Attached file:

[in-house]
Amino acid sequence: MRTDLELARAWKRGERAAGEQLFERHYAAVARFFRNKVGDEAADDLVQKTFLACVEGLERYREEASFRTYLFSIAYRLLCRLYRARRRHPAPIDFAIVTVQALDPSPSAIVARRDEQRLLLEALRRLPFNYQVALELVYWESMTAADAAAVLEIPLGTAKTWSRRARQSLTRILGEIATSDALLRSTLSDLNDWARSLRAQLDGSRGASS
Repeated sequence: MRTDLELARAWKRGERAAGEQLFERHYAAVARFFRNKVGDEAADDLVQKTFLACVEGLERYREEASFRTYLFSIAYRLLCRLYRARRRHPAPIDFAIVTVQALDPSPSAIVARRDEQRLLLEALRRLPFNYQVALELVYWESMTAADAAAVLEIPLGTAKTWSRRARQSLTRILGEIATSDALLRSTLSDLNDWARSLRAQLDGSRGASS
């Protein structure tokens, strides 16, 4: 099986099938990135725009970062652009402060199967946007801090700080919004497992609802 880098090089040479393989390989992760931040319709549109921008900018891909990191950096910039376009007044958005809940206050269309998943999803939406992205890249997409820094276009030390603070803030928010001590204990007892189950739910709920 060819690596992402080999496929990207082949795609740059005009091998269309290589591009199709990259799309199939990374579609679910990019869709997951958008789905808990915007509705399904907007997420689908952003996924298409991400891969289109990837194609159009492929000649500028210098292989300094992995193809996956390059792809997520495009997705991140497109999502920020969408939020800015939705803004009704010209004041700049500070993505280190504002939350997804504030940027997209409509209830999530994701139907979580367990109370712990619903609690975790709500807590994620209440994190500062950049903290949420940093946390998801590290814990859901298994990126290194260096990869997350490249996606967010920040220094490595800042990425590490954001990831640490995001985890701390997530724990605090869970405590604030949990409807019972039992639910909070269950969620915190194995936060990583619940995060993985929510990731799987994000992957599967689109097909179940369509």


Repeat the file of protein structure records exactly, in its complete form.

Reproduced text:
[in-house]
Amino acid sequence: MRTDLELARAWKRGERAAGEQLFERHYAAVARFFRNKVGDEAADDLVQKTFLACVEGLERYREEASFRTYLFSIAYRLLCRLYRARRRHPAPIDFAIVTVQALDPSPSAIVARRDEQRLLLEALRRLPFNYQVALELVYWESMTAADAAAVLEIPLGTAKTWSRRARQSLTRILGEIATSDALLRSTLSDLNDWARSLRAQLDGSRGASS
Repeated sequence: MRTDLELARAWKRGERAAGEQLFERHYAAVARFFRNKVGDEAADDLVQKTFLACVEGLERYREEASFRTYLFSIAYRLLCRLYRARRRHPAPIDFAIVTVQALDPSPSAIVARRDEQRLLLEALRRLPFNYQVALELVYWESMTAADAAAVLEIPLGTAKTWSRRARQSLTRILGEIATSDALLRSTLSDLNDWARSLRAQLDGSRGASS
């Protein structure tokens, strides 16, 4: 099986099938990135725009970062652009402060199967946007801090700080919004497992609802 880098090089040479393989390989992760931040319709549109921008900018891909990191950096910039376009007044958005809940206050269309998943999803939406992205890249997409820094276009030390603070803030928010001590204990007892189950739910709920 060819690596992402080999496929990207082949795609740059005009091998269309290589591009199709990259799309199939990374579609679910990019869709997951958008789905808990915007509705399904907007997420689908952003996924298409991400891969289109990837194609159009492929000649500028210098292989300094992995193809996956390059792809997520495009997705991140497109999502920020969408939020800015939705803004009704010209004041700049500070993505280190504002939350997804504030940027997209409509209830999530994701139907979580367990109370712990619903609690975790709500807590994620209440994190500062950049903290949420940093946390998801590290814990859901298994990126290194260096990869997350490249996606967010920040220094490595800042990425590490954001990831640490995001985890701390997530724990605090869970405590604030949990409807019972039992639910909070269950969620915190194995936060990583619940995060993985929510990731799987994000992957599967689109097909179940369509």